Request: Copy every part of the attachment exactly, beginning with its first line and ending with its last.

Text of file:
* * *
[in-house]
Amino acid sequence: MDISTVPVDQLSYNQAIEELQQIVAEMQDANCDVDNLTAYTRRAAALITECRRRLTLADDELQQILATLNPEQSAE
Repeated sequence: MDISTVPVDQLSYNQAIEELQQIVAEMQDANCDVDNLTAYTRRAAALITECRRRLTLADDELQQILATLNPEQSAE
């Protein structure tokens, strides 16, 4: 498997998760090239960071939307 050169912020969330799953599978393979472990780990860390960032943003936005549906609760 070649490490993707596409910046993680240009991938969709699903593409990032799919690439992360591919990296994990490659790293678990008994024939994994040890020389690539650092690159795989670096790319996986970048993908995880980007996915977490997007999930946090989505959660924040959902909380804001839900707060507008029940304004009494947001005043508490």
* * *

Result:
[in-house]
Amino acid sequence: MDISTVPVDQLSYNQAIEELQQIVAEMQDANCDVDNLTAYTRRAAALITECRRRLTLADDELQQILATLNPEQSAE
Repeated sequence: MDISTVPVDQLSYNQAIEELQQIVAEMQDANCDVDNLTAYTRRAAALITECRRRLTLADDELQQILATLNPEQSAE
């Protein structure tokens, strides 16, 4: 498997998760090239960071939307 050169912020969330799953599978393979472990780990860390960032943003936005549906609760 070649490490993707596409910046993680240009991938969709699903593409990032799919690439992360591919990296994990490659790293678990008994024939994994040890020389690539650092690159795989670096790319996986970048993908995880980007996915977490997007999930946090989505959660924040959902909380804001839900707060507008029940304004009494947001005043508490």